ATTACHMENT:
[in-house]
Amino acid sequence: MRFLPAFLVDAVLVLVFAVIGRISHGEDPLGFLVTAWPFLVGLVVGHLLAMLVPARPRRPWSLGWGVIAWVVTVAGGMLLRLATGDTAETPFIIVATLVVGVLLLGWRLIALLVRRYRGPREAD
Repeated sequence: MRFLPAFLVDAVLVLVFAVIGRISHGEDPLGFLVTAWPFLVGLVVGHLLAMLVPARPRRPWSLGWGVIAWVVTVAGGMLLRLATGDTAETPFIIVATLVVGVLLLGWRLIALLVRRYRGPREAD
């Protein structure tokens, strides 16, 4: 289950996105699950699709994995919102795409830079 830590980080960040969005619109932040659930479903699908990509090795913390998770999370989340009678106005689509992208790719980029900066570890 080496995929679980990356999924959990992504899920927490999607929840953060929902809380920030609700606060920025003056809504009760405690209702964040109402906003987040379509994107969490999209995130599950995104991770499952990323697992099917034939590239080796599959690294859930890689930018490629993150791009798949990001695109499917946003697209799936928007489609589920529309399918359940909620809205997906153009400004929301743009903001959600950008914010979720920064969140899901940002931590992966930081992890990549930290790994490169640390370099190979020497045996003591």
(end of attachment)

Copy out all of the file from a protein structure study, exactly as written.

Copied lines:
[in-house]
Amino acid sequence: MRFLPAFLVDAVLVLVFAVIGRISHGEDPLGFLVTAWPFLVGLVVGHLLAMLVPARPRRPWSLGWGVIAWVVTVAGGMLLRLATGDTAETPFIIVATLVVGVLLLGWRLIALLVRRYRGPREAD
Repeated sequence: MRFLPAFLVDAVLVLVFAVIGRISHGEDPLGFLVTAWPFLVGLVVGHLLAMLVPARPRRPWSLGWGVIAWVVTVAGGMLLRLATGDTAETPFIIVATLVVGVLLLGWRLIALLVRRYRGPREAD
């Protein structure tokens, strides 16, 4: 289950996105699950699709994995919102795409830079 830590980080960040969005619109932040659930479903699908990509090795913390998770999370989340009678106005689509992208790719980029900066570890 080496995929679980990356999924959990992504899920927490999607929840953060929902809380920030609700606060920025003056809504009760405690209702964040109402906003987040379509994107969490999209995130599950995104991770499952990323697992099917034939590239080796599959690294859930890689930018490629993150791009798949990001695109499917946003697209799936928007489609589920529309399918359940909620809205997906153009400004929301743009903001959600950008914010979720920064969140899901940002931590992966930081992890990549930290790994490169640390370099190979020497045996003591």